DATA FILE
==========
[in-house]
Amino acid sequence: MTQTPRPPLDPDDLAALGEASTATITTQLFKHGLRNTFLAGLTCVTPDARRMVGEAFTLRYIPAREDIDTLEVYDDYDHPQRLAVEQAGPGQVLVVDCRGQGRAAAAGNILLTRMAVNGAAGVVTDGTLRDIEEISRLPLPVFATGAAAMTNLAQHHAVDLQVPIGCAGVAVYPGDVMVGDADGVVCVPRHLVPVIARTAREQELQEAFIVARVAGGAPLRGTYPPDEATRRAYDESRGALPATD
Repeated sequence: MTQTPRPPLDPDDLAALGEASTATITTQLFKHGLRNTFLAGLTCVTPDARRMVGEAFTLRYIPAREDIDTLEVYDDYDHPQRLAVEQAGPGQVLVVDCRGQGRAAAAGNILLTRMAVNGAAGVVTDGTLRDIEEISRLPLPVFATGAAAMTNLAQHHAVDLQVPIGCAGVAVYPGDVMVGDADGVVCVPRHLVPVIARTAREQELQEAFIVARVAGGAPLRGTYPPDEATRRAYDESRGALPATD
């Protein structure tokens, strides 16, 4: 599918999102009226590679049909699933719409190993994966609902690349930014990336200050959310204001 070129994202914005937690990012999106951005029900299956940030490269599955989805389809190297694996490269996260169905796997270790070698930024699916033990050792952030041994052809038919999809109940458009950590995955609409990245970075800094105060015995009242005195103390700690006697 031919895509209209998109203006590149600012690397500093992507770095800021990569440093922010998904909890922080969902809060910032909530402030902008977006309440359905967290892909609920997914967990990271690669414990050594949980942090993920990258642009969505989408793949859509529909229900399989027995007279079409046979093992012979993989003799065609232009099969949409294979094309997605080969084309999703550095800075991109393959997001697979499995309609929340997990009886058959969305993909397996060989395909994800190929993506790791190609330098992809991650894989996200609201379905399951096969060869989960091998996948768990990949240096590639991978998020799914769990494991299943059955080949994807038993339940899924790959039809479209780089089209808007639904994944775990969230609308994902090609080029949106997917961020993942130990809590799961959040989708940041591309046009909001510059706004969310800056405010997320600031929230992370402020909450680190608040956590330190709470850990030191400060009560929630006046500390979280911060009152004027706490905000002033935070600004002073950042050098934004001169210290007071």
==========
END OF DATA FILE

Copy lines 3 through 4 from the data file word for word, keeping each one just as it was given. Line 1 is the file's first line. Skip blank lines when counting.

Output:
Repeated sequence: MTQTPRPPLDPDDLAALGEASTATITTQLFKHGLRNTFLAGLTCVTPDARRMVGEAFTLRYIPAREDIDTLEVYDDYDHPQRLAVEQAGPGQVLVVDCRGQGRAAAAGNILLTRMAVNGAAGVVTDGTLRDIEEISRLPLPVFATGAAAMTNLAQHHAVDLQVPIGCAGVAVYPGDVMVGDADGVVCVPRHLVPVIARTAREQELQEAFIVARVAGGAPLRGTYPPDEATRRAYDESRGALPATD
């Protein structure tokens, strides 16, 4: 599918999102009226590679049909699933719409190993994966609902690349930014990336200050959310204001 070129994202914005937690990012999106951005029900299956940030490269599955989805389809190297694996490269996260169905796997270790070698930024699916033990050792952030041994052809038919999809109940458009950590995955609409990245970075800094105060015995009242005195103390700690006697 031919895509209209998109203006590149600012690397500093992507770095800021990569440093922010998904909890922080969902809060910032909530402030902008977006309440359905967290892909609920997914967990990271690669414990050594949980942090993920990258642009969505989408793949859509529909229900399989027995007279079409046979093992012979993989003799065609232009099969949409294979094309997605080969084309999703550095800075991109393959997001697979499995309609929340997990009886058959969305993909397996060989395909994800190929993506790791190609330098992809991650894989996200609201379905399951096969060869989960091998996948768990990949240096590639991978998020799914769990494991299943059955080949994807038993339940899924790959039809479209780089089209808007639904994944775990969230609308994902090609080029949106997917961020993942130990809590799961959040989708940041591309046009909001510059706004969310800056405010997320600031929230992370402020909450680190608040956590330190709470850990030191400060009560929630006046500390979280911060009152004027706490905000002033935070600004002073950042050098934004001169210290007071």